Pricing is for the current sales period. Prices may not always accurately reflect your returns as stock may be held over pending sale or as the market dictates. Where no price is recorded, sales have not been made in the report period. Prices are subject to change based on daily market conditions. Packing/Packaging costs should be deducted from these prices.

Everybody is aware of the pull-back in export harvesting and packing. Therefore I will not add to that discussion. However we need to consider the ramifications of that in respect to the domestic market.

Historically, in late October, after a decrease in export packing, we would observe a shortening of supply with associated price rises. However, this is not your normal season in many ways. We commenced in May which is as early as I can remember with maturity passes exceeding expectations. This trend has continued to be the norm and despite the slowdown in export packing, AIC local-market figures have barely changed from the mid 50,000 tray level on a weekly basis. This would indicate that some growers and / or marketers are harvesting at-risk fruit and choosing to market domestically. This is hardly surprising given that local-market values have held extremely well at a significantly higher weekly tray volume than expected.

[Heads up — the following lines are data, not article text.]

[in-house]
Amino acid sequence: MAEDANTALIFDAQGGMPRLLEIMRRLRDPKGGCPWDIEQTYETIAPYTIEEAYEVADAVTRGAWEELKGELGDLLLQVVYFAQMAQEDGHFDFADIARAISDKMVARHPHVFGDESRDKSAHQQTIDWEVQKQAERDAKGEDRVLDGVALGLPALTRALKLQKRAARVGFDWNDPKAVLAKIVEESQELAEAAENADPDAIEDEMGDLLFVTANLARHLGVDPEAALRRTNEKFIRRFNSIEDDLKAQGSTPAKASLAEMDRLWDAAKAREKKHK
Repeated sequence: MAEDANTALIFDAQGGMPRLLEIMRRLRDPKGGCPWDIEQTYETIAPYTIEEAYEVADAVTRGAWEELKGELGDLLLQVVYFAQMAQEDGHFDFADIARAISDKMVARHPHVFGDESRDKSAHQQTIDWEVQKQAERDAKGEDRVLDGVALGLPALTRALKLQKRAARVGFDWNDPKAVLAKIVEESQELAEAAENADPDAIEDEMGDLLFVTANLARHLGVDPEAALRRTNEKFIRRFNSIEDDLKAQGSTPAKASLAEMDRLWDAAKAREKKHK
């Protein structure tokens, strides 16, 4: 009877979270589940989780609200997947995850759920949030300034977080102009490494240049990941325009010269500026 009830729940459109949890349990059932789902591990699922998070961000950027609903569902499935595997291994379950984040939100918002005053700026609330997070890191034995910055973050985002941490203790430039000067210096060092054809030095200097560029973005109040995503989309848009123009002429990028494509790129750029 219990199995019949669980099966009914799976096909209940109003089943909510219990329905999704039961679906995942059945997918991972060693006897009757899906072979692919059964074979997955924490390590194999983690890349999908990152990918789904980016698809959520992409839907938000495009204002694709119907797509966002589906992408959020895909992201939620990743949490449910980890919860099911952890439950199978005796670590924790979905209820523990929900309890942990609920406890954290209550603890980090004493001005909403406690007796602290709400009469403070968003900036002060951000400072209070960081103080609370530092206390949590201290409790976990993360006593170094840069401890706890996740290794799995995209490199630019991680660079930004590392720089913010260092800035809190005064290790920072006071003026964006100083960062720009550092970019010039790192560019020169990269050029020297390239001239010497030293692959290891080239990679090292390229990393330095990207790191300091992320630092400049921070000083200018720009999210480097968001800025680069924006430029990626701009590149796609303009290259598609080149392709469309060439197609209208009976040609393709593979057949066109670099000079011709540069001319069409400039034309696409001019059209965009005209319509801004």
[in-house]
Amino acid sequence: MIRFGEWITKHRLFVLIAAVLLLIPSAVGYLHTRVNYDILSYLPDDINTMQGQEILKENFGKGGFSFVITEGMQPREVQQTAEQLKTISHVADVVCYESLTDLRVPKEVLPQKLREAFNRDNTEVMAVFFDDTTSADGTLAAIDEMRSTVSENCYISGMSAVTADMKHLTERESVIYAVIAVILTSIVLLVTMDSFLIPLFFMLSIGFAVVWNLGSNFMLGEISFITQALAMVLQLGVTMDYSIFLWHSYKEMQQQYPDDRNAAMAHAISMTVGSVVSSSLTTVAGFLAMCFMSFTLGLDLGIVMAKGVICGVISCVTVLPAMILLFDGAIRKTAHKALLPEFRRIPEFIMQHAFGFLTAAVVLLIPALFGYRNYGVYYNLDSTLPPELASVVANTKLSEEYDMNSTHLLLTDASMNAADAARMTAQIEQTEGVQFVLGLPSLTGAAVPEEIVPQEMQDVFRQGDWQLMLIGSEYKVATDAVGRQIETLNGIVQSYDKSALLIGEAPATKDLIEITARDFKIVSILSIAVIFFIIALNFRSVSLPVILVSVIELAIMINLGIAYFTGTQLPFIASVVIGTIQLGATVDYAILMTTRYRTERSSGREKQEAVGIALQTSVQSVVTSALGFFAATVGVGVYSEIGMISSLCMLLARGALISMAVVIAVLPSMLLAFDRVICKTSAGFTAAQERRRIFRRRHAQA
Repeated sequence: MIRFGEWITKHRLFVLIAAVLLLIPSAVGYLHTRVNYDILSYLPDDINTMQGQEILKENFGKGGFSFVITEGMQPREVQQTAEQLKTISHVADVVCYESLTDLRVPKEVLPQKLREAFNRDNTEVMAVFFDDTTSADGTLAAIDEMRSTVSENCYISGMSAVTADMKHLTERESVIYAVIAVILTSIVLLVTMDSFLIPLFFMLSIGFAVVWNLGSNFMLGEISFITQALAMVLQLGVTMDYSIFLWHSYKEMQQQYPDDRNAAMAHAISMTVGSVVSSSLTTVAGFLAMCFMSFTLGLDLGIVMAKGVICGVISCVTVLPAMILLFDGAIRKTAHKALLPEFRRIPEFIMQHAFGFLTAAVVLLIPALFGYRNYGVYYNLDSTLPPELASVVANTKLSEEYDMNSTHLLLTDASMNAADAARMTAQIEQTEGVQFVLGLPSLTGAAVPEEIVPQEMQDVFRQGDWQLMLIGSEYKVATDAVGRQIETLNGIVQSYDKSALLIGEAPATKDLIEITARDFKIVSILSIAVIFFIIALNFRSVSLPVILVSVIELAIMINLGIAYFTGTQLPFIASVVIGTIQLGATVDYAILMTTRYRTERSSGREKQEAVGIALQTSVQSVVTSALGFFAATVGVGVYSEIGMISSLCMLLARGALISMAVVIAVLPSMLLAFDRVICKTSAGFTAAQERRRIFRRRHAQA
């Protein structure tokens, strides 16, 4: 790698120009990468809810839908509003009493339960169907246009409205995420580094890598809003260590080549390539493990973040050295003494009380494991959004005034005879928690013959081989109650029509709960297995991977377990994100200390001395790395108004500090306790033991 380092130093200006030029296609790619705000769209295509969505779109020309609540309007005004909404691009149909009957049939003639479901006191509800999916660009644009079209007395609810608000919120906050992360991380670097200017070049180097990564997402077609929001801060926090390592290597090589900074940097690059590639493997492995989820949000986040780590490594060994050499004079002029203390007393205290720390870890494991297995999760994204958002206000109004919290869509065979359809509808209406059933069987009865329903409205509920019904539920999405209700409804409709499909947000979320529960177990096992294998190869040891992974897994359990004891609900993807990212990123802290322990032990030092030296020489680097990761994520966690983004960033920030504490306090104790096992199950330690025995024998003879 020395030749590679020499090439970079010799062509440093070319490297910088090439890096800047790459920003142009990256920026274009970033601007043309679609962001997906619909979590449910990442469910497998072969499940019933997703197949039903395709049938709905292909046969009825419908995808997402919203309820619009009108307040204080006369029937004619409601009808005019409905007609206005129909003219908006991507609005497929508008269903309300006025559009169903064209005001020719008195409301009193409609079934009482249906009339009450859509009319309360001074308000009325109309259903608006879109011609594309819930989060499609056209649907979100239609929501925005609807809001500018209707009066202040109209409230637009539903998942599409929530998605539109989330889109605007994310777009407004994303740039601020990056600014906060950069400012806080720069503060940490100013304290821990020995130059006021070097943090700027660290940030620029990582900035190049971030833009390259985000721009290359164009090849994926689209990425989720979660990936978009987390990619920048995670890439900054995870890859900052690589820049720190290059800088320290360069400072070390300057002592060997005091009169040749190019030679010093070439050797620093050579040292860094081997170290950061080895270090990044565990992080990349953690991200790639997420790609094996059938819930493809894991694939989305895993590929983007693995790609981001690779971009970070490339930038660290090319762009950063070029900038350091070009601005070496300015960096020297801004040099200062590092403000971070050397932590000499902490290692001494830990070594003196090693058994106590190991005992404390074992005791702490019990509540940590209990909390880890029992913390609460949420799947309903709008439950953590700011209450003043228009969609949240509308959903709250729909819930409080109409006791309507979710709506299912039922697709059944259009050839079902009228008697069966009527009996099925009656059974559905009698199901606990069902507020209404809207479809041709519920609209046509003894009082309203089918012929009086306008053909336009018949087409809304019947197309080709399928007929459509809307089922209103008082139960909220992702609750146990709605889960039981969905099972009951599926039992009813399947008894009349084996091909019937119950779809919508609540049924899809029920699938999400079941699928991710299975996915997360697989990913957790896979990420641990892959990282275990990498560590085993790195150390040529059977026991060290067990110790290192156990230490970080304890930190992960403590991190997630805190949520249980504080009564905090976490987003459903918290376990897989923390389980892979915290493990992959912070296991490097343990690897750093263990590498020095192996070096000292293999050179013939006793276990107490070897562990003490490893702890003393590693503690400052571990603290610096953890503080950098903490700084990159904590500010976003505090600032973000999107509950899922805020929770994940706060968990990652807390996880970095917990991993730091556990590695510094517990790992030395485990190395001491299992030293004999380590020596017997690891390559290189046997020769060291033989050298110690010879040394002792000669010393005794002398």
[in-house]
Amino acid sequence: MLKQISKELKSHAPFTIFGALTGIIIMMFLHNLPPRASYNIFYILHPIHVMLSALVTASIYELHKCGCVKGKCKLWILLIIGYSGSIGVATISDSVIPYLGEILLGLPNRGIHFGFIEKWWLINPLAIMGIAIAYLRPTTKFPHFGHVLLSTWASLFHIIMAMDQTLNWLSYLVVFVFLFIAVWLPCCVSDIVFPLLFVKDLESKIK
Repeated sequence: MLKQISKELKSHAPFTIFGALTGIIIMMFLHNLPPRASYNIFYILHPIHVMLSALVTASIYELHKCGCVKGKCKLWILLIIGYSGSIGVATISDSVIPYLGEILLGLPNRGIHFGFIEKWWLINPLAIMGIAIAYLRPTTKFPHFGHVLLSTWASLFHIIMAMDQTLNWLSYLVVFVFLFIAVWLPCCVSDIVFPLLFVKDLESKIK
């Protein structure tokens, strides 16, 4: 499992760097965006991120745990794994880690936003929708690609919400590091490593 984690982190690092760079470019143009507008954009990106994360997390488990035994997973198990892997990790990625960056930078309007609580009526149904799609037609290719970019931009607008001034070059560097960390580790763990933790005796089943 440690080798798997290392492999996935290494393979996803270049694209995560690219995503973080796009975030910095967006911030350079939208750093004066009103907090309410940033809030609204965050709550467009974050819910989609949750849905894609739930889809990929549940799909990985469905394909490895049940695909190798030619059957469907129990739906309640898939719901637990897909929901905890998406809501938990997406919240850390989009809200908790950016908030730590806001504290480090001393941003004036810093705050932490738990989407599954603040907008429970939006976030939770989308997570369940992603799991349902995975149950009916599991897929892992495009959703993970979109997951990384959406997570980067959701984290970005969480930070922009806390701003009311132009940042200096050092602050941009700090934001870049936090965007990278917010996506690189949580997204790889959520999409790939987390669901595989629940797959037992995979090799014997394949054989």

There should be a few words of caution however……

Firstly, volume is always a fine balancing act and we are now seeing some values pulling back slightly as each week provides less and less wiggle room when managing stock.

Additionally, promotional pricing whilst vital, has in my opinion, allowed the wholesale ‘on-promo’ levels to drop too far within certain regions and that will have a flow-on effect to all retail programmes.

Another key consideration is likely to be the period when export volumes increase as the Australian market strengthens. Already, low export pack-outs have delivered extra tray volumes into the local-market. A catch-up, demand-driven export surge will create a significant lift of incoming supply. This will need to be monitored in advance to ensure values and promos are managed as part of the process to maintain value.

Best regards



Pricing is for the current sales period. Prices may not always accurately reflect your returns as stock may be held over pending sale or as the market dictates. Where no price is recorded, sales have not been made in the report period. Prices are subject to change based on daily market conditions. Packing/Packaging costs should be deducted from these prices.